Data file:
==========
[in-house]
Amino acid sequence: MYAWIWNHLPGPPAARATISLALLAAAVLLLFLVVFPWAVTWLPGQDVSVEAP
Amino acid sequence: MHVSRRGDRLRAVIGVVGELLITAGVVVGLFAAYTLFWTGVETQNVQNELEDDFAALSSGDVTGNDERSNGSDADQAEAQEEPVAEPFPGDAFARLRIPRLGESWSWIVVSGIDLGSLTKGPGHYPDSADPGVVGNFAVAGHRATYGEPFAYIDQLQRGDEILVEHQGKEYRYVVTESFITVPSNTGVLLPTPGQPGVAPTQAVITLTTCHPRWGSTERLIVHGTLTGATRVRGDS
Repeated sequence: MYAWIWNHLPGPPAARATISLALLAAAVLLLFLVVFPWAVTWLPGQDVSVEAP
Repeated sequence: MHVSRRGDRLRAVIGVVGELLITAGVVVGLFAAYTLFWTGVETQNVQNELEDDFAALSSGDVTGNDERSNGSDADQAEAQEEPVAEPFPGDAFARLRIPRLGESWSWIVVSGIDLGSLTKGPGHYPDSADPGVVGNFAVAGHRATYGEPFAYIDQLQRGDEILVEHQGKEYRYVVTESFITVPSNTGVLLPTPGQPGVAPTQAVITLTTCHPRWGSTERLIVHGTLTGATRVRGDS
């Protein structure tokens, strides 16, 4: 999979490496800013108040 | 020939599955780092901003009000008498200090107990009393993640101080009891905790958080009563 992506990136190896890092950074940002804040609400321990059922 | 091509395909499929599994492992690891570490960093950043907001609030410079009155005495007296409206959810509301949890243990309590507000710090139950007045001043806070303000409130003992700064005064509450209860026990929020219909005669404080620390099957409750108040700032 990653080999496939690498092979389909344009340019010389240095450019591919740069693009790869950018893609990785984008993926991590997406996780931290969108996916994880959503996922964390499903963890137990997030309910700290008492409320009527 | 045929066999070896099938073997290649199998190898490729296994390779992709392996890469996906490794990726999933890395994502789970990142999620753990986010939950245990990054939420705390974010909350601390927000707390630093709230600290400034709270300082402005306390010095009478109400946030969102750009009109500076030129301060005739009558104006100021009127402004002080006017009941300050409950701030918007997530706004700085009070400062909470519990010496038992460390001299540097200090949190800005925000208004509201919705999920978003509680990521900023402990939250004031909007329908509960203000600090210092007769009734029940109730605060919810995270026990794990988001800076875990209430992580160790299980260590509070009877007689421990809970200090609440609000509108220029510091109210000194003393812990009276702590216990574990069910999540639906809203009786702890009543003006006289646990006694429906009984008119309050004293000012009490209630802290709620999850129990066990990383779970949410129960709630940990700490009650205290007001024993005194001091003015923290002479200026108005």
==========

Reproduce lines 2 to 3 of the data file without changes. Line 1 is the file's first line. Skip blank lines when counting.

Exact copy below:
Amino acid sequence: MYAWIWNHLPGPPAARATISLALLAAAVLLLFLVVFPWAVTWLPGQDVSVEAP
Amino acid sequence: MHVSRRGDRLRAVIGVVGELLITAGVVVGLFAAYTLFWTGVETQNVQNELEDDFAALSSGDVTGNDERSNGSDADQAEAQEEPVAEPFPGDAFARLRIPRLGESWSWIVVSGIDLGSLTKGPGHYPDSADPGVVGNFAVAGHRATYGEPFAYIDQLQRGDEILVEHQGKEYRYVVTESFITVPSNTGVLLPTPGQPGVAPTQAVITLTTCHPRWGSTERLIVHGTLTGATRVRGDS